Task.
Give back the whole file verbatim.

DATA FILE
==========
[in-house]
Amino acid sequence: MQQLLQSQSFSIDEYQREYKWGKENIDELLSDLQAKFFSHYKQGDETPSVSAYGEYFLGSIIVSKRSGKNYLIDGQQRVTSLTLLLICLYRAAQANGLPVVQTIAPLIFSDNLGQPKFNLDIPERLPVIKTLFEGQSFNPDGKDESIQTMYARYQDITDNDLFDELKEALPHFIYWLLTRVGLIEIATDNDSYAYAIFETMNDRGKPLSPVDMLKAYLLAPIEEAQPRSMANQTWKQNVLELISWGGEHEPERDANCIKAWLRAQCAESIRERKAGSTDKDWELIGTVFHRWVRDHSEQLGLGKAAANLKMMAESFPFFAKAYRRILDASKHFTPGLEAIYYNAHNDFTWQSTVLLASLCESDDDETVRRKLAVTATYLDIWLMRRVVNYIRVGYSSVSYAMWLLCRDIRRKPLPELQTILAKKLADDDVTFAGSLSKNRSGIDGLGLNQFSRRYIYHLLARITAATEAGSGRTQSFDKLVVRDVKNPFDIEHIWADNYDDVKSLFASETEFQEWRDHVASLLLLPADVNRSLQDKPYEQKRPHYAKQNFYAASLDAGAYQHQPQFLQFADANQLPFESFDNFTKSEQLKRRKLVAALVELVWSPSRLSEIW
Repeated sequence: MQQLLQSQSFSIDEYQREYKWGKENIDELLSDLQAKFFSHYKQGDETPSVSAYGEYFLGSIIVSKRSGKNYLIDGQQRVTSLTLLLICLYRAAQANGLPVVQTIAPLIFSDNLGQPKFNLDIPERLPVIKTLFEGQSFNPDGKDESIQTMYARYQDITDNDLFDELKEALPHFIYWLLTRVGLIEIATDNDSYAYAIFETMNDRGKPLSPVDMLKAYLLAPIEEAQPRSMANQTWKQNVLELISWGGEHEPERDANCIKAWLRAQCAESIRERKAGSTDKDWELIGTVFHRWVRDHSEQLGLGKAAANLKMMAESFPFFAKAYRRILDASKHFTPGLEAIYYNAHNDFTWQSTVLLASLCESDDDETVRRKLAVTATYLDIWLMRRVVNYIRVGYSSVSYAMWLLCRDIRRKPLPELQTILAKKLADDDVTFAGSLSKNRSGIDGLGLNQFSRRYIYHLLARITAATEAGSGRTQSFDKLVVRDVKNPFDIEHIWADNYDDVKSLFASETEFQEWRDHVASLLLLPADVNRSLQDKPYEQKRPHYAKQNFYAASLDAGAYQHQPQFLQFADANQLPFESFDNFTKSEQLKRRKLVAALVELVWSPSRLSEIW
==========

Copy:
[in-house]
Amino acid sequence: MQQLLQSQSFSIDEYQREYKWGKENIDELLSDLQAKFFSHYKQGDETPSVSAYGEYFLGSIIVSKRSGKNYLIDGQQRVTSLTLLLICLYRAAQANGLPVVQTIAPLIFSDNLGQPKFNLDIPERLPVIKTLFEGQSFNPDGKDESIQTMYARYQDITDNDLFDELKEALPHFIYWLLTRVGLIEIATDNDSYAYAIFETMNDRGKPLSPVDMLKAYLLAPIEEAQPRSMANQTWKQNVLELISWGGEHEPERDANCIKAWLRAQCAESIRERKAGSTDKDWELIGTVFHRWVRDHSEQLGLGKAAANLKMMAESFPFFAKAYRRILDASKHFTPGLEAIYYNAHNDFTWQSTVLLASLCESDDDETVRRKLAVTATYLDIWLMRRVVNYIRVGYSSVSYAMWLLCRDIRRKPLPELQTILAKKLADDDVTFAGSLSKNRSGIDGLGLNQFSRRYIYHLLARITAATEAGSGRTQSFDKLVVRDVKNPFDIEHIWADNYDDVKSLFASETEFQEWRDHVASLLLLPADVNRSLQDKPYEQKRPHYAKQNFYAASLDAGAYQHQPQFLQFADANQLPFESFDNFTKSEQLKRRKLVAALVELVWSPSRLSEIW
Repeated sequence: MQQLLQSQSFSIDEYQREYKWGKENIDELLSDLQAKFFSHYKQGDETPSVSAYGEYFLGSIIVSKRSGKNYLIDGQQRVTSLTLLLICLYRAAQANGLPVVQTIAPLIFSDNLGQPKFNLDIPERLPVIKTLFEGQSFNPDGKDESIQTMYARYQDITDNDLFDELKEALPHFIYWLLTRVGLIEIATDNDSYAYAIFETMNDRGKPLSPVDMLKAYLLAPIEEAQPRSMANQTWKQNVLELISWGGEHEPERDANCIKAWLRAQCAESIRERKAGSTDKDWELIGTVFHRWVRDHSEQLGLGKAAANLKMMAESFPFFAKAYRRILDASKHFTPGLEAIYYNAHNDFTWQSTVLLASLCESDDDETVRRKLAVTATYLDIWLMRRVVNYIRVGYSSVSYAMWLLCRDIRRKPLPELQTILAKKLADDDVTFAGSLSKNRSGIDGLGLNQFSRRYIYHLLARITAATEAGSGRTQSFDKLVVRDVKNPFDIEHIWADNYDDVKSLFASETEFQEWRDHVASLLLLPADVNRSLQDKPYEQKRPHYAKQNFYAASLDAGAYQHQPQFLQFADANQLPFESFDNFTKSEQLKRRKLVAALVELVWSPSRLSEIW